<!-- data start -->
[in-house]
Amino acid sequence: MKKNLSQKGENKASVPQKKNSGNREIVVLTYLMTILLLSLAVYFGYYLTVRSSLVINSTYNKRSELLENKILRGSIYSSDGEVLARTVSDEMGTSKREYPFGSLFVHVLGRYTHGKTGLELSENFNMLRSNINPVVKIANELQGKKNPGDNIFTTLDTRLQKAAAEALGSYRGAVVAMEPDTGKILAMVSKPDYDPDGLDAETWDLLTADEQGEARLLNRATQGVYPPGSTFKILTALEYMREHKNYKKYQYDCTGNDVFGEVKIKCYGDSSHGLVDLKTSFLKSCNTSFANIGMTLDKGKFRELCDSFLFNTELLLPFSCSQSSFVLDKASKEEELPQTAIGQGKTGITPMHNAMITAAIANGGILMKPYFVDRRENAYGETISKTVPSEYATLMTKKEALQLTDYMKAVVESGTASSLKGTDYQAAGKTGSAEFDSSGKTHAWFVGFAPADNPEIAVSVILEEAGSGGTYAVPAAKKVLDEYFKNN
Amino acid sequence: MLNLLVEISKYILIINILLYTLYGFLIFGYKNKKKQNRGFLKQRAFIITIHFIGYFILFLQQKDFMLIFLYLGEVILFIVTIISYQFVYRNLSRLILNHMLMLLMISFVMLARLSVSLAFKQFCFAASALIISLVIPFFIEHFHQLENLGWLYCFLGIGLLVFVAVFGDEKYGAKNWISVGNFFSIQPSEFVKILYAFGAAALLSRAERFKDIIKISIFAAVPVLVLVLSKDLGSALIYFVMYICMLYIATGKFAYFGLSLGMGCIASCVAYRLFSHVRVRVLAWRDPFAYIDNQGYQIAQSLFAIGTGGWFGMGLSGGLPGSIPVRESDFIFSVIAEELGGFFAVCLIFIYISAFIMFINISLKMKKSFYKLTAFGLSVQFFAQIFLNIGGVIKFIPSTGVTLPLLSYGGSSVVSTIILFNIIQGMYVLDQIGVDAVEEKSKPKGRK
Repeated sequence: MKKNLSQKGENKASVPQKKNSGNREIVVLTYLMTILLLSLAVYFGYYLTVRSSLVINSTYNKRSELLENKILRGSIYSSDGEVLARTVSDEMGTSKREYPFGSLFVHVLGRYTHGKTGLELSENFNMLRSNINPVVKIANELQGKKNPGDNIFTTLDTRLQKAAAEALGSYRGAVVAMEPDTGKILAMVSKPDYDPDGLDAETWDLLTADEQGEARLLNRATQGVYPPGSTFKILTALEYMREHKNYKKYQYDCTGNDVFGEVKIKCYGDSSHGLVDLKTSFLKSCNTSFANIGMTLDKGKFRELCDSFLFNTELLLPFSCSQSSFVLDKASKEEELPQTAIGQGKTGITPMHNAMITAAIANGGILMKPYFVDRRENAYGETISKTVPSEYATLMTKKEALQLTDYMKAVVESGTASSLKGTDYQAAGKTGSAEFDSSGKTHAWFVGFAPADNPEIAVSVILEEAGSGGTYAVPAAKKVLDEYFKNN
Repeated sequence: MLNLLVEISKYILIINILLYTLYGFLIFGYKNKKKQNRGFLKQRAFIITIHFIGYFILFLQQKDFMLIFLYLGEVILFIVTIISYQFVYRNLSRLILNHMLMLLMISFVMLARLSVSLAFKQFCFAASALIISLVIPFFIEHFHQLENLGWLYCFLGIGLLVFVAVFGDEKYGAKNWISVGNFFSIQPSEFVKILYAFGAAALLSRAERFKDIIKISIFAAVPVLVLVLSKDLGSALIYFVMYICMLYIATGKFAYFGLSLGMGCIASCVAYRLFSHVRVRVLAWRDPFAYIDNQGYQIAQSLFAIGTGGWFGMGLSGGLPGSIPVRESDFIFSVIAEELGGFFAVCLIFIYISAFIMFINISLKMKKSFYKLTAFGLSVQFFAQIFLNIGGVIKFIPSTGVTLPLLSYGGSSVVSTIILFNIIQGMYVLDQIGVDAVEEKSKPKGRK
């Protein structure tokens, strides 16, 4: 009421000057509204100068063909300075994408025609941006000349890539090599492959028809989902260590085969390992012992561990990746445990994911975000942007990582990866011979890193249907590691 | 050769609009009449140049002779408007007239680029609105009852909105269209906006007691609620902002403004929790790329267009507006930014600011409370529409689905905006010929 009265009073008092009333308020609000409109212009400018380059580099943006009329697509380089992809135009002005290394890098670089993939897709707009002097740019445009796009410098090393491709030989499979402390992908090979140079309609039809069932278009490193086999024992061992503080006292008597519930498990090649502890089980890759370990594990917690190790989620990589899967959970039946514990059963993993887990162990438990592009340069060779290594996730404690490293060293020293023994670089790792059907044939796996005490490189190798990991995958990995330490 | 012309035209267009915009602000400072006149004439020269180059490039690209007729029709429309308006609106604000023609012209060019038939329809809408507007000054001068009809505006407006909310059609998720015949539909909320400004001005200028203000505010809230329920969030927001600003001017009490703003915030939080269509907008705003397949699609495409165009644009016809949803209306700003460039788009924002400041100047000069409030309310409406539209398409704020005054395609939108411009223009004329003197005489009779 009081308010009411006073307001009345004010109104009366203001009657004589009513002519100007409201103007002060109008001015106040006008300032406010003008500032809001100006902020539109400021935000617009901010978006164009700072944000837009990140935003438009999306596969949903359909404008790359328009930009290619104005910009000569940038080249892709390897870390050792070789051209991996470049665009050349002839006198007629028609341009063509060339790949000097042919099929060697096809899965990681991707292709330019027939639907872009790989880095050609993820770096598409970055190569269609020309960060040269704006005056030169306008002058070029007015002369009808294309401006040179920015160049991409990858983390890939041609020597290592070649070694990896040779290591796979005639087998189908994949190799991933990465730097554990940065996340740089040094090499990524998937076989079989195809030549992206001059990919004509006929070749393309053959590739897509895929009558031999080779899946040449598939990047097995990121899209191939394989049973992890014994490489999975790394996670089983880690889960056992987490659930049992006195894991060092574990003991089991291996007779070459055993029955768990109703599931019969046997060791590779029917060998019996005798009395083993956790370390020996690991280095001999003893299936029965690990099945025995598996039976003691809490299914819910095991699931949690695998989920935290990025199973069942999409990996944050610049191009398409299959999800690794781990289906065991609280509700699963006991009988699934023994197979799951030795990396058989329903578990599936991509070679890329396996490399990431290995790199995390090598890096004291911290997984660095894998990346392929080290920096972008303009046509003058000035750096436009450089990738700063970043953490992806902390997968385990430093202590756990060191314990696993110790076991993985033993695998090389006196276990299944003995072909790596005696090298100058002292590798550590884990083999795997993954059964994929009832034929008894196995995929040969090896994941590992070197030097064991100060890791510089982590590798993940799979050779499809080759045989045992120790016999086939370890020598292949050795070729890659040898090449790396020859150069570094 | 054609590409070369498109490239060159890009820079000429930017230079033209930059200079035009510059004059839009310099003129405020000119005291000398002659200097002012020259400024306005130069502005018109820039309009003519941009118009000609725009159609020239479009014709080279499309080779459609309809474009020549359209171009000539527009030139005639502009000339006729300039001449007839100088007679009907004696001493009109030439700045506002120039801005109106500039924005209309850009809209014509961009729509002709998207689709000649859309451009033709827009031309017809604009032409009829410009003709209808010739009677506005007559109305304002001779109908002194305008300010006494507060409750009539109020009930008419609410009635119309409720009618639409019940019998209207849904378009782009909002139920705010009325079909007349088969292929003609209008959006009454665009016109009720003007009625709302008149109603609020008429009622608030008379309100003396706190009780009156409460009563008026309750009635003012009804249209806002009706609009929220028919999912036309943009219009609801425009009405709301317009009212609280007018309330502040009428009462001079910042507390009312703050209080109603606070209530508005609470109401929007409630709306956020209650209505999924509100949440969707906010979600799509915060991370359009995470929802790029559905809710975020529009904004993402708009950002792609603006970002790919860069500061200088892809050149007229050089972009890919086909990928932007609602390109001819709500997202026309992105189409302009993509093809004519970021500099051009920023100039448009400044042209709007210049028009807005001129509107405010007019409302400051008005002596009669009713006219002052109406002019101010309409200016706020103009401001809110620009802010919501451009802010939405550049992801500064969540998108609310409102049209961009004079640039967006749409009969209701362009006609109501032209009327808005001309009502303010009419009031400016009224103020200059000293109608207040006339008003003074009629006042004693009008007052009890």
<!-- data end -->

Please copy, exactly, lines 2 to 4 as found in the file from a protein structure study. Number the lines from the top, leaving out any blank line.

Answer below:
Amino acid sequence: MKKNLSQKGENKASVPQKKNSGNREIVVLTYLMTILLLSLAVYFGYYLTVRSSLVINSTYNKRSELLENKILRGSIYSSDGEVLARTVSDEMGTSKREYPFGSLFVHVLGRYTHGKTGLELSENFNMLRSNINPVVKIANELQGKKNPGDNIFTTLDTRLQKAAAEALGSYRGAVVAMEPDTGKILAMVSKPDYDPDGLDAETWDLLTADEQGEARLLNRATQGVYPPGSTFKILTALEYMREHKNYKKYQYDCTGNDVFGEVKIKCYGDSSHGLVDLKTSFLKSCNTSFANIGMTLDKGKFRELCDSFLFNTELLLPFSCSQSSFVLDKASKEEELPQTAIGQGKTGITPMHNAMITAAIANGGILMKPYFVDRRENAYGETISKTVPSEYATLMTKKEALQLTDYMKAVVESGTASSLKGTDYQAAGKTGSAEFDSSGKTHAWFVGFAPADNPEIAVSVILEEAGSGGTYAVPAAKKVLDEYFKNN
Amino acid sequence: MLNLLVEISKYILIINILLYTLYGFLIFGYKNKKKQNRGFLKQRAFIITIHFIGYFILFLQQKDFMLIFLYLGEVILFIVTIISYQFVYRNLSRLILNHMLMLLMISFVMLARLSVSLAFKQFCFAASALIISLVIPFFIEHFHQLENLGWLYCFLGIGLLVFVAVFGDEKYGAKNWISVGNFFSIQPSEFVKILYAFGAAALLSRAERFKDIIKISIFAAVPVLVLVLSKDLGSALIYFVMYICMLYIATGKFAYFGLSLGMGCIASCVAYRLFSHVRVRVLAWRDPFAYIDNQGYQIAQSLFAIGTGGWFGMGLSGGLPGSIPVRESDFIFSVIAEELGGFFAVCLIFIYISAFIMFINISLKMKKSFYKLTAFGLSVQFFAQIFLNIGGVIKFIPSTGVTLPLLSYGGSSVVSTIILFNIIQGMYVLDQIGVDAVEEKSKPKGRK
Repeated sequence: MKKNLSQKGENKASVPQKKNSGNREIVVLTYLMTILLLSLAVYFGYYLTVRSSLVINSTYNKRSELLENKILRGSIYSSDGEVLARTVSDEMGTSKREYPFGSLFVHVLGRYTHGKTGLELSENFNMLRSNINPVVKIANELQGKKNPGDNIFTTLDTRLQKAAAEALGSYRGAVVAMEPDTGKILAMVSKPDYDPDGLDAETWDLLTADEQGEARLLNRATQGVYPPGSTFKILTALEYMREHKNYKKYQYDCTGNDVFGEVKIKCYGDSSHGLVDLKTSFLKSCNTSFANIGMTLDKGKFRELCDSFLFNTELLLPFSCSQSSFVLDKASKEEELPQTAIGQGKTGITPMHNAMITAAIANGGILMKPYFVDRRENAYGETISKTVPSEYATLMTKKEALQLTDYMKAVVESGTASSLKGTDYQAAGKTGSAEFDSSGKTHAWFVGFAPADNPEIAVSVILEEAGSGGTYAVPAAKKVLDEYFKNN